An enterprising studio with an eye toward counterprogramming might think about dropping one of its more adult-skewing Oscar players in late July, Dunkirk–style, if only to see what happens.
The pattern has become almost familiar. Some hot new director breaks out with an indie sensation, they’re handed the keys to a massive blockbuster, and then they sink or swim. Look, for instance, to Josh Trank, who went from the low-budget 2012 film Chronicle to the 2015 comic book bust Fantastic Four, or Colin Trevorrow, who hopped from 2012’s Safety Not Guaranteed to 2015’s Jurassic World.
The typical slow ramp-up of a director’s career, in which they are handed a major franchise movie only after they’ve proved they can handle it, is increasingly a thing of the past. Even someone like Black Panther director Ryan Coogler, who got to make a mid-budget movie in between his indie breakthrough and big blockbuster, still ended up making a mid-budget movie in a major franchise (the Rocky spinoff Creed).
There’s a simple reason: Sure, most people in Hollywood would love to win an Oscar, and sure, most of them understand that a big hit can arrive from anywhere. But because blockbusters are the surest bets, that’s where the studios increasingly funnel their energy. The dreaded term “IP” (for intellectual property, often involving an iconic brand) has come to stand for the best way to make a successful movie or TV show, based on the idea that people would rather watch something they’re already familiar with than something new.
And really, Hollywood isn’t wrong about this. For as successful as Get Out was, it was nowhere near as successful as It, and both paled in comparison to Star Wars: The Last Jedi. Summer movie season feels like it’s everywhere because movie studios realized the best way to make money wasn’t just to extend summer movie season to every month of the year, but to extend past summer movie seasons forward into the foreseeable future. The Marvel Cinematic Universe is 10 years old this year. Star Wars is 41.
It’s easy to forget now, but the breakout blockbuster sensation The Matrix didn’t come out in the summer of 1999 but in March of that year. Similarly, the Best Picture-nominated hit The Sixth Sense came out in August of 1999, during one of the last weekends of summer movie season. But the definition of “summer movie” was much wider in 1999, too, and pretty much just meant “a movie that came out in the summer.”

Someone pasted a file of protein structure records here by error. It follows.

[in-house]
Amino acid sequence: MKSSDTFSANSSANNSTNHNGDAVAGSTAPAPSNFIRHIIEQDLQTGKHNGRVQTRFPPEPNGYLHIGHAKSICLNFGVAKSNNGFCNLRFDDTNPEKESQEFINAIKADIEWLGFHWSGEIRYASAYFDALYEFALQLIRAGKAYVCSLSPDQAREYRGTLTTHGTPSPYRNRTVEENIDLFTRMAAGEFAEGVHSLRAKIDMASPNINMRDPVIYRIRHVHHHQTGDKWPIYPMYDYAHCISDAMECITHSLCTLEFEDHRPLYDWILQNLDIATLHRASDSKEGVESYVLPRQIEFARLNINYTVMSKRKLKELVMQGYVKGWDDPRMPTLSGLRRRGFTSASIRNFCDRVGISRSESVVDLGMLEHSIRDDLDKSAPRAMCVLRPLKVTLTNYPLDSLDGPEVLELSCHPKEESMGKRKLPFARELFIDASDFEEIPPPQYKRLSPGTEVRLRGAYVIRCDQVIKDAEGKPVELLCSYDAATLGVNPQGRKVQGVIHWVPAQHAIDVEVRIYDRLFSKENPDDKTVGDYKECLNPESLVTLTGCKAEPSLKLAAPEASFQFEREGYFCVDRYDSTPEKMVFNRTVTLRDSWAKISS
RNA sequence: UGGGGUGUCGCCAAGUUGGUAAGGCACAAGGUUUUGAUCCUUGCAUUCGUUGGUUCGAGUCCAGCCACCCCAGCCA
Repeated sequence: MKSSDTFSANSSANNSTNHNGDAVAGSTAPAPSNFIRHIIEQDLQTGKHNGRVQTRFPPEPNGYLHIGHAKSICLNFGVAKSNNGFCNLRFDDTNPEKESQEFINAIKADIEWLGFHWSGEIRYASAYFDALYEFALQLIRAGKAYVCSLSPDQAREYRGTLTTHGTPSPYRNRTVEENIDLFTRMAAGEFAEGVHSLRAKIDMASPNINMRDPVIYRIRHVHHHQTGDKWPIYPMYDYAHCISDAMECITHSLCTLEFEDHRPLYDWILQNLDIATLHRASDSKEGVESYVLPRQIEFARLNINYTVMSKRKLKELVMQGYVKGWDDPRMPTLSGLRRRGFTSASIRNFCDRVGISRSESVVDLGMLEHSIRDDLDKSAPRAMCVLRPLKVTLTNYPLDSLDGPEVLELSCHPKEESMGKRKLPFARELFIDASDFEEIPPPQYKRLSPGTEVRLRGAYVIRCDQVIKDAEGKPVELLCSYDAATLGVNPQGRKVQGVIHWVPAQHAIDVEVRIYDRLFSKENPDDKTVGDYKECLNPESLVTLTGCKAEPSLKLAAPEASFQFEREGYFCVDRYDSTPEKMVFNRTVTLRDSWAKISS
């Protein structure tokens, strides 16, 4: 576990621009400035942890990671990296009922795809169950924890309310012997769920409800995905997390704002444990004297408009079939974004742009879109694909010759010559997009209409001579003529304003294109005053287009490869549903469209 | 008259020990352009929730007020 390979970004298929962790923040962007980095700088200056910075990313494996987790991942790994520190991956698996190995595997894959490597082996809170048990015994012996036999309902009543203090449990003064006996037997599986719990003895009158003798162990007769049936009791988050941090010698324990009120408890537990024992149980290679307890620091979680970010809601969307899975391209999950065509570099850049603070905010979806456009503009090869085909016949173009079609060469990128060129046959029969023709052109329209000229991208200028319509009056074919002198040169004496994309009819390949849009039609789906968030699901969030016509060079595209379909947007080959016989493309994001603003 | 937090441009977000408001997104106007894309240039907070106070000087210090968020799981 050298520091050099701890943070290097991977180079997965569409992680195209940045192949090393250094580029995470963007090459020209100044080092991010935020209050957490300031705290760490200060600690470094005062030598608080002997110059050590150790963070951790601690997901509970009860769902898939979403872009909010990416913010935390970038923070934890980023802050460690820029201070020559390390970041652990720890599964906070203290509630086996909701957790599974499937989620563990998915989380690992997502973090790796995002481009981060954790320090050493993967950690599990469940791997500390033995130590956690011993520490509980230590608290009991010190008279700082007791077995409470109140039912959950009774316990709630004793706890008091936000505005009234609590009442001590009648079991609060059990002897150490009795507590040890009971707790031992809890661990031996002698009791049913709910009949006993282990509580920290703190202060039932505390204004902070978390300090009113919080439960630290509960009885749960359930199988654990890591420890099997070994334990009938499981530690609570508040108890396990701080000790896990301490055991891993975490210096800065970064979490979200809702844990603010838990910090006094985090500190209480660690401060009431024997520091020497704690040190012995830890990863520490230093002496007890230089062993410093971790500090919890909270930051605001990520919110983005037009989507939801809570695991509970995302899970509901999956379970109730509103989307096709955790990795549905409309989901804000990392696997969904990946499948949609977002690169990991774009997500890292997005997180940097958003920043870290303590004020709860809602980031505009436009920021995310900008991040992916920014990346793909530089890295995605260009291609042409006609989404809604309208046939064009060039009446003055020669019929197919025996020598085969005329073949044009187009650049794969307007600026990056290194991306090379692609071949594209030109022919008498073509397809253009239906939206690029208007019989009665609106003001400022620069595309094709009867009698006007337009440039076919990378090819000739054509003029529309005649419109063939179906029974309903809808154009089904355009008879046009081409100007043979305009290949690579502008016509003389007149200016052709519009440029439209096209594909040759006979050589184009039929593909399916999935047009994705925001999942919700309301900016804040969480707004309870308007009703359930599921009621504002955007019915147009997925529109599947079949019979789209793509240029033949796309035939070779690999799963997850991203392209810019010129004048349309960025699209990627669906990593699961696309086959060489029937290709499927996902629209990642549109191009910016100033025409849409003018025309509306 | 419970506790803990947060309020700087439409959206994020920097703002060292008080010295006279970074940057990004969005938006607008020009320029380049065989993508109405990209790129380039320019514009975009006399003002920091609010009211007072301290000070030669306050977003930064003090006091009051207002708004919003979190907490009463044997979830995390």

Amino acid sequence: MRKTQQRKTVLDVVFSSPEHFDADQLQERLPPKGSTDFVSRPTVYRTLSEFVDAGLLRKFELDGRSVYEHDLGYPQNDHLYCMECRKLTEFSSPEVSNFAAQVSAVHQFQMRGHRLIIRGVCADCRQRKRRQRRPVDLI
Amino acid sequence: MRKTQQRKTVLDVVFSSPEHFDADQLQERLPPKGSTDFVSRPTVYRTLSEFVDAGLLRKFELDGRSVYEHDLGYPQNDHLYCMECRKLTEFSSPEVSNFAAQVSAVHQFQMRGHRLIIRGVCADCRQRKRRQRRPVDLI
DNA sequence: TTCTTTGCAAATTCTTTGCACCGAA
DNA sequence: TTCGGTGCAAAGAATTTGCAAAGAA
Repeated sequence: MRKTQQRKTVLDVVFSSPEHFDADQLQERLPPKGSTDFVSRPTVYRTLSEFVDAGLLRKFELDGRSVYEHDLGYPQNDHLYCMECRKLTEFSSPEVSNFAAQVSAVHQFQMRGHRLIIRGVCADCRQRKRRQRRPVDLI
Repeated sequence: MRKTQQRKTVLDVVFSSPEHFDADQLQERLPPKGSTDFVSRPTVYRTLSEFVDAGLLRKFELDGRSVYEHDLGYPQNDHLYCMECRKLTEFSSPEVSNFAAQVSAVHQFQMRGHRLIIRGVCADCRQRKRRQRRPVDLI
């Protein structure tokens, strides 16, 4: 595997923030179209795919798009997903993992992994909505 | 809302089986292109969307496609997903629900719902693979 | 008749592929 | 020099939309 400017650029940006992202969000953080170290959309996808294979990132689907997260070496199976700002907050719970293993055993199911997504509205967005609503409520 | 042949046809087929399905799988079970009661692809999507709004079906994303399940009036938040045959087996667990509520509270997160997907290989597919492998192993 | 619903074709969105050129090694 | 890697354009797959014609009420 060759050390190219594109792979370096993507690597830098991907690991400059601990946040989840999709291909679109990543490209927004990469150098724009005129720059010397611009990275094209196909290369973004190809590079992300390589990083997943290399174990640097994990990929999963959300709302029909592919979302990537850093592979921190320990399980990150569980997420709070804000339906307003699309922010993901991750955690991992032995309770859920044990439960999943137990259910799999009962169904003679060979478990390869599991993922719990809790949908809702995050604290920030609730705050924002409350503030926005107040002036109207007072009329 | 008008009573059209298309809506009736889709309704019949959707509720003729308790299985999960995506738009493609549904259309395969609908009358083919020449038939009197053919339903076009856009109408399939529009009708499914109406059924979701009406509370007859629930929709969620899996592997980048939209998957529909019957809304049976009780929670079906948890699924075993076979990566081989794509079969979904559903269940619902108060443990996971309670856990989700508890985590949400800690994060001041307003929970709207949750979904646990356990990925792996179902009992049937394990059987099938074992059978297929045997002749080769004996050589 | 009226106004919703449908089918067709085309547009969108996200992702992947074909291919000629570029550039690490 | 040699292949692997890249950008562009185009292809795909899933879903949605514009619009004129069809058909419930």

That definition has narrowed and narrowed and narrowed as we’ve gotten deeper into the 21st century, and the “summer movie” has increasingly come to mean “a popcorn movie in a major franchise.” We’ve revived most of the big franchises of the ’80s and ’90s (save Back to the Future and Jaws), and we increasingly have little to show for it. But the success of everything from Star Wars: The Force Awakens to Jumanji: Welcome to the Jungle ensures Hollywood will keep trying.
Indeed, 1999 is interesting in a different way, as it saw the rise of this new definition of “summer movie,” thanks to the release (in May) of quintessential summer movie Star Wars Episode 1: The Phantom Menace — a movie people saw over and over, trying to like it. (Hey, I did too.)
I would posit, then, that there never really was a summer movie season in the way we understand it now at its end. Sure, studios saved their biggest popcorn movies to release in May, June, or July, and most of them still do. But they were always programming more eclectic stuff year-round, and they weren’t as beholden to franchises as they are now. It isn’t that summer movie season took over the calendar; it’s that everything else went away.